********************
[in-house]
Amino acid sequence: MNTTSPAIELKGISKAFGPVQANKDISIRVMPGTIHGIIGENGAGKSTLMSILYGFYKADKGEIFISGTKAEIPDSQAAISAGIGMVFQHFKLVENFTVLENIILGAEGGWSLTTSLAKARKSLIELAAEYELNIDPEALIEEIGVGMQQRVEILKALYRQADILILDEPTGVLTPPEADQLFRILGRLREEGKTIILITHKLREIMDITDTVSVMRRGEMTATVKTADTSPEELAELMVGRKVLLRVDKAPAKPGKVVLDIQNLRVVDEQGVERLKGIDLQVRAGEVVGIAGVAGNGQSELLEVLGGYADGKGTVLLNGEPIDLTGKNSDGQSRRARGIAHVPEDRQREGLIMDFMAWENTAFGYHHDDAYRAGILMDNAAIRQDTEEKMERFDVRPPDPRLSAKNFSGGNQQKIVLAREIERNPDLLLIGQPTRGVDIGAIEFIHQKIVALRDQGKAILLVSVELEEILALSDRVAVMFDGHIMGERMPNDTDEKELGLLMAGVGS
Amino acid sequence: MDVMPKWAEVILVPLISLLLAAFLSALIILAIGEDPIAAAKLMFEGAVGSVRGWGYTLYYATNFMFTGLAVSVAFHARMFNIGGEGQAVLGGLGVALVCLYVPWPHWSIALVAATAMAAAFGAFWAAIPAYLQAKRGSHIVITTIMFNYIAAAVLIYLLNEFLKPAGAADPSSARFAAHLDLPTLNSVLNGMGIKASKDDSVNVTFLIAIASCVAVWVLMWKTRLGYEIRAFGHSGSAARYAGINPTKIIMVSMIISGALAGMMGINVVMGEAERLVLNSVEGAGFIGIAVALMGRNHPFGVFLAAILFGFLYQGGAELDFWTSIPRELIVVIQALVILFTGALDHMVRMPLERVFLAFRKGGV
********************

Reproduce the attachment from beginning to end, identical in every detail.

[in-house]
Amino acid sequence: MNTTSPAIELKGISKAFGPVQANKDISIRVMPGTIHGIIGENGAGKSTLMSILYGFYKADKGEIFISGTKAEIPDSQAAISAGIGMVFQHFKLVENFTVLENIILGAEGGWSLTTSLAKARKSLIELAAEYELNIDPEALIEEIGVGMQQRVEILKALYRQADILILDEPTGVLTPPEADQLFRILGRLREEGKTIILITHKLREIMDITDTVSVMRRGEMTATVKTADTSPEELAELMVGRKVLLRVDKAPAKPGKVVLDIQNLRVVDEQGVERLKGIDLQVRAGEVVGIAGVAGNGQSELLEVLGGYADGKGTVLLNGEPIDLTGKNSDGQSRRARGIAHVPEDRQREGLIMDFMAWENTAFGYHHDDAYRAGILMDNAAIRQDTEEKMERFDVRPPDPRLSAKNFSGGNQQKIVLAREIERNPDLLLIGQPTRGVDIGAIEFIHQKIVALRDQGKAILLVSVELEEILALSDRVAVMFDGHIMGERMPNDTDEKELGLLMAGVGS
Amino acid sequence: MDVMPKWAEVILVPLISLLLAAFLSALIILAIGEDPIAAAKLMFEGAVGSVRGWGYTLYYATNFMFTGLAVSVAFHARMFNIGGEGQAVLGGLGVALVCLYVPWPHWSIALVAATAMAAAFGAFWAAIPAYLQAKRGSHIVITTIMFNYIAAAVLIYLLNEFLKPAGAADPSSARFAAHLDLPTLNSVLNGMGIKASKDDSVNVTFLIAIASCVAVWVLMWKTRLGYEIRAFGHSGSAARYAGINPTKIIMVSMIISGALAGMMGINVVMGEAERLVLNSVEGAGFIGIAVALMGRNHPFGVFLAAILFGFLYQGGAELDFWTSIPRELIVVIQALVILFTGALDHMVRMPLERVFLAFRKGGV